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Employment Matters

CONTENTS 1-2 Pension reform 2-3 Appraisal Regulations and Model Policy – September 2012 3-4 Persistent short-term absenteeism – what can you do about it? 4 News in Brief

HR and Employment News Summer 2012

Pension reform From 1 October 2012 the Government’s pension reforms are due to start taking effect. There are three key elements: u A new requirement on employers to enrol automatically to

“jobholders” in a workplace pension scheme. u Mandatory minimum employer pension contributions. u A prohibition on certain recruitment practices.

Auto-enrolment The new legislation dictates that an employer will be required to enrol automatically an eligible “jobholder” in an automatic

Employers will need to obtain specialist advice on whether a

enrolment pension scheme, unless he/she is already a member

pension scheme that they currently operate, or participate in,

of the employer’s pension scheme, which complies with certain

fulfils the requirements.

requirements. A “jobholder” is defined as an employee or worker who: u works (or ordinarily works) in the UK under a contract; u is aged at least 16 and under 75; and u is paid “qualifying earnings” by their employer.

In order to be eligible a jobholder must: u Be at least 22 and not have reached state pension age; u Be paid earnings that exceed the earnings trigger; and u Not already be an active member of his employer’s qualifying

scheme. A scheme will be an automatic enrolment scheme if it is: u the central personal accounts scheme set up by the Secretary

of State (NEST); or u an alternative existing scheme established by the employer

should be enrolled and how an employee can opt out of the arrangements. Essentially, the onus is on the employee to exercise their right to opt out and an employer cannot encourage this in any way. Large employers will begin auto-enrolment first (1 October 2012). Employers will then be assigned a “staging date” according to their size, which will specify when they must take action. Small businesses will not need to begin enrolling their staff until May 2015.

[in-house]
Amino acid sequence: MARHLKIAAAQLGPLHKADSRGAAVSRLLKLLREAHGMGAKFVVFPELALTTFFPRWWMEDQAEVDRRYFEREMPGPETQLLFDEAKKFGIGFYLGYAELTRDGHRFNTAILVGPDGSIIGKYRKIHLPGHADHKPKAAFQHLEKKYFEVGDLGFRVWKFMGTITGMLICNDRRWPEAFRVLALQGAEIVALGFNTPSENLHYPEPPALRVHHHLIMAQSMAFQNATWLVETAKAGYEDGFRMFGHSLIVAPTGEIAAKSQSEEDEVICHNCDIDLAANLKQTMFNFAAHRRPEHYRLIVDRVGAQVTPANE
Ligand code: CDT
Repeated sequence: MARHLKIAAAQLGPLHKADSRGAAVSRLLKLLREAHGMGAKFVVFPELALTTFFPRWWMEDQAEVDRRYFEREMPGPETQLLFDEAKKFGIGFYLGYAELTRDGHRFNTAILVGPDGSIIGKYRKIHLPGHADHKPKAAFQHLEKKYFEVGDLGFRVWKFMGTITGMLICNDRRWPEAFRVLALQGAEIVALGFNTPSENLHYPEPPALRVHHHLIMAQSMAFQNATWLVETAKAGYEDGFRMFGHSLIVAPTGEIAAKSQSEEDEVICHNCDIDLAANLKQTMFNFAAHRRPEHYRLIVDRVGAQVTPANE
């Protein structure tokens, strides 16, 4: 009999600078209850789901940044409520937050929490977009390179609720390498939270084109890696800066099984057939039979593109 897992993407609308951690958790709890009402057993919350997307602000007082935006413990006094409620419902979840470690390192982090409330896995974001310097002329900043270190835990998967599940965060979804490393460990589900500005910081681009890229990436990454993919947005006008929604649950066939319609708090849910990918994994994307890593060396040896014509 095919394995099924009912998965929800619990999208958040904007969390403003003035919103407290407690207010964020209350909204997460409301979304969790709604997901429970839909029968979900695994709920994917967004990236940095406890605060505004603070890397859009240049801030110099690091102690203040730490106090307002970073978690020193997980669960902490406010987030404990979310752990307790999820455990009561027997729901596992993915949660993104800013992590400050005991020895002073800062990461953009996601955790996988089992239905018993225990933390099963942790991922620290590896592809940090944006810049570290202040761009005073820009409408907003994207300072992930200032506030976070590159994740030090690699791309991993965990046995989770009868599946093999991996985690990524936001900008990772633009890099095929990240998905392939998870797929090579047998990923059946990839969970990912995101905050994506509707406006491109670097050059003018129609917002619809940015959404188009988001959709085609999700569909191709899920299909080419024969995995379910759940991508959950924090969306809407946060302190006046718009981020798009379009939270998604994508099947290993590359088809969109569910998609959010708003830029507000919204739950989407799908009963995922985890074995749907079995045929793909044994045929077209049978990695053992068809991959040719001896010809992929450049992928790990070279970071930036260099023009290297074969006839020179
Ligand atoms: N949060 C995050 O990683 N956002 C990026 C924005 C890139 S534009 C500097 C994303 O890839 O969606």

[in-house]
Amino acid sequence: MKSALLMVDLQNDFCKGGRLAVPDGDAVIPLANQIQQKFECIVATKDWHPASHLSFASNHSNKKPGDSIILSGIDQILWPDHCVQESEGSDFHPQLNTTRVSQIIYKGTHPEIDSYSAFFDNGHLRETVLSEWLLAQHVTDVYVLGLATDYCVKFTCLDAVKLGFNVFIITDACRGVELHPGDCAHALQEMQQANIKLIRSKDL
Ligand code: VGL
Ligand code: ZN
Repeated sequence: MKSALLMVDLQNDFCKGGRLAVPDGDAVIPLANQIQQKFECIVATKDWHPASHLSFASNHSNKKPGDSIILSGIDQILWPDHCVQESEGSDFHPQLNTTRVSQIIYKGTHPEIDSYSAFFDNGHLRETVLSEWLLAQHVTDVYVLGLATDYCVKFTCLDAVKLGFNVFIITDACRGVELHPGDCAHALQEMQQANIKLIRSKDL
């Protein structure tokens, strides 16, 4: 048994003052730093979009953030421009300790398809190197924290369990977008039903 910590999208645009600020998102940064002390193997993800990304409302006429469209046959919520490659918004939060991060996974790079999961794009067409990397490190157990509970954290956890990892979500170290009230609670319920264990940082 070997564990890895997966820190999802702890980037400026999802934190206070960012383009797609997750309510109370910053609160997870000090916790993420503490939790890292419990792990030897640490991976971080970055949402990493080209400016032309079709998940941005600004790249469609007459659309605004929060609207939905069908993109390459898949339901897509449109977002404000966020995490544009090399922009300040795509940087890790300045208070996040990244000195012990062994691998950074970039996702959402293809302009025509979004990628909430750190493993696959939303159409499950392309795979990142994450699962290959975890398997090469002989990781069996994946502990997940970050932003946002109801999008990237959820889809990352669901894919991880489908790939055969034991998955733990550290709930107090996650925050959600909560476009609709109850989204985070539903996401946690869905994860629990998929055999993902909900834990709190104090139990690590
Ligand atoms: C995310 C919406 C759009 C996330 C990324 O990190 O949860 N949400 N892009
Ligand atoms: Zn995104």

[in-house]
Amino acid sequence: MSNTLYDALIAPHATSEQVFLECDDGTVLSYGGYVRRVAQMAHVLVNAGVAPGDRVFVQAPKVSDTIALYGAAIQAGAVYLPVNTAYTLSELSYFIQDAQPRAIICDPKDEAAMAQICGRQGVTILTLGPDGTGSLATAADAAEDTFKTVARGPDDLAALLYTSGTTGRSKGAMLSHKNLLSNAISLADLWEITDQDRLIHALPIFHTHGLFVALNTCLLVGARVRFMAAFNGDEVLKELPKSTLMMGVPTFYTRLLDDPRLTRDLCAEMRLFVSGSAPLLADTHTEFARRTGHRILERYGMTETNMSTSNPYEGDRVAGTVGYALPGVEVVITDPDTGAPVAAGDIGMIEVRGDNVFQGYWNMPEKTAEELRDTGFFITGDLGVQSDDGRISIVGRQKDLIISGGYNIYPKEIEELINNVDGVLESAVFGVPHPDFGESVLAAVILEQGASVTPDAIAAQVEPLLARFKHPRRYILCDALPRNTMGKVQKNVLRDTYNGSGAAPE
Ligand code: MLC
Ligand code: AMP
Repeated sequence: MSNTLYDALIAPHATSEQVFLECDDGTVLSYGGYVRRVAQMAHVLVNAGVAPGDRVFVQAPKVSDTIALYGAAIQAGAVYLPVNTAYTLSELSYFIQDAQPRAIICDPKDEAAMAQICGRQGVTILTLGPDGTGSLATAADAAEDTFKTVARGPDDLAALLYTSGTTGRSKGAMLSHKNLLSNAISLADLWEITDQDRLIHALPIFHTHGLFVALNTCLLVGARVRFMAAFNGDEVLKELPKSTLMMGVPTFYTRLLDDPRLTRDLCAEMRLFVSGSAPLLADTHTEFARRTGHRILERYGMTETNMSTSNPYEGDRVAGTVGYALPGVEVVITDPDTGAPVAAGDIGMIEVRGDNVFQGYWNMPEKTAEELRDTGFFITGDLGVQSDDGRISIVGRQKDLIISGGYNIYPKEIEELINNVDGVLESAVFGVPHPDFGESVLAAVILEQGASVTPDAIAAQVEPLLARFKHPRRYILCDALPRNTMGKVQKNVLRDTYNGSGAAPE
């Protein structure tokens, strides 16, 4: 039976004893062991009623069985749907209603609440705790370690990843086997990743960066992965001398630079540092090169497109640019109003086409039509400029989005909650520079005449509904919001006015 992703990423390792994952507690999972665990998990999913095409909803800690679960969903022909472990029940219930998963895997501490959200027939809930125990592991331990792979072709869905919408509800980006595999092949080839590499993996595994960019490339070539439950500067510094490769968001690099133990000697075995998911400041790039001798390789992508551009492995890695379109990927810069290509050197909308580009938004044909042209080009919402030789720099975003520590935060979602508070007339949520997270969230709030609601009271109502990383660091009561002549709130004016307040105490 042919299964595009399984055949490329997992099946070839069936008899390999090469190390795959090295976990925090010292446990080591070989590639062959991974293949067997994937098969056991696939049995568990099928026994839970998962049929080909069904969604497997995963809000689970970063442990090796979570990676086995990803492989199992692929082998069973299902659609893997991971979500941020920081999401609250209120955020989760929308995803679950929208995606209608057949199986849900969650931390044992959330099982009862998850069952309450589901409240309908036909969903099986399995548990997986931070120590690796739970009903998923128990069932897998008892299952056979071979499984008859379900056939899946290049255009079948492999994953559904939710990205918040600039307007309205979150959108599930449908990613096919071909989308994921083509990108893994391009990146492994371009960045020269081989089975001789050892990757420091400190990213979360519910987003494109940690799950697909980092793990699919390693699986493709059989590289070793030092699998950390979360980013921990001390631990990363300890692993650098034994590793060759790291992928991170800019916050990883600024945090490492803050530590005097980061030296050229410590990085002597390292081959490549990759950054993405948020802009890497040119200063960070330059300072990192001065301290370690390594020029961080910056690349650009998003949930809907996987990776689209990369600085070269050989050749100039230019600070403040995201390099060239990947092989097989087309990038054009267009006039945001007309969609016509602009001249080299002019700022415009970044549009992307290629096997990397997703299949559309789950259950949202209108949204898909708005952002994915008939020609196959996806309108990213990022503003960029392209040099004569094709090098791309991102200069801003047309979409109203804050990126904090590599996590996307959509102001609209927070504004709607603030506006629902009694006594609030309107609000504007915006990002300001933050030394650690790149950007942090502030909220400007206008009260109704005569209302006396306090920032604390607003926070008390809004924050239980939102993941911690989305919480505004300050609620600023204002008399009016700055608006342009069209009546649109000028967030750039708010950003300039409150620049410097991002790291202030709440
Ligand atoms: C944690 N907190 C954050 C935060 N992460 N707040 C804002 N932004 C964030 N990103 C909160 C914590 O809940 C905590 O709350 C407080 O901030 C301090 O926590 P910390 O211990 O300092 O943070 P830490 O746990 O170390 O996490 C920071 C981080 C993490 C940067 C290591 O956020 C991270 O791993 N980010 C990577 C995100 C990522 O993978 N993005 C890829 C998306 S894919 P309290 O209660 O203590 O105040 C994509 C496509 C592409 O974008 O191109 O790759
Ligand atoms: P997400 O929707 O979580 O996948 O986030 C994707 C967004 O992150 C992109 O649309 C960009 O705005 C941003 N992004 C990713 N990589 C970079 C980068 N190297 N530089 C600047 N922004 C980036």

Mandatory minimum employer contributions for defined contribution schemes One of the key reforms is the requirement for employers to make minimum contributions into their employees’ pension arrangements. This requirement is to be phased in over six years, with employers eventually (by 1 October 2018) being required to make minimum employer contributions of 3%.


that counts as a qualifying scheme.

There are detailed provisions dealing with when employees

Pension reform (continued)


Employment protection measures

A careful analysis by an employer of its employees at this stage

The Government has enacted a range of employment protection

would be extremely sensible.

measures that are designed to safeguard the new rights

u What pension arrangement(s) does the employer currently

bestowed on employees by the legislation. The measures are

offer? An employer will need to address what it currently

intended to prevent employers taking steps to avoid their duties.

offers and whether this scheme complies with the quality

Included in the measures are provisions which state that

requirements set down in the legislation. As part of this process

employers cannot ask applicants prior to recruitment whether they plan to opt out of auto-enrolment, nor can they offer any kind of inducement (financial or otherwise) to individuals who are eligible for auto-enrolment to opt out. This could be in the form of an increase in salary or benefits, or a bonus.

That is all very complicated

an employer could use this opportunity to review the pension benefits offered to staff and consider their suitability long term. For example, many employers are offering membership of the NEST scheme in conjunction with their own occupational pension scheme. u How are employers going to communicate the changes to their

employees? Employers should consider how they are going to

It is correct to say that the measures put in place are not easy to

communicate the changes to their employees and develop a

navigate and it is likely that most employers will not be required

workable method of informing employees of the practicalities

to take any action until at least 2013. However, prudent employers

of the change, i.e. how they can opt out, what contributions

should be considering some of the following at this stage in order

they will be required to make and when.

that they can fully prepare for taking any required steps in the future: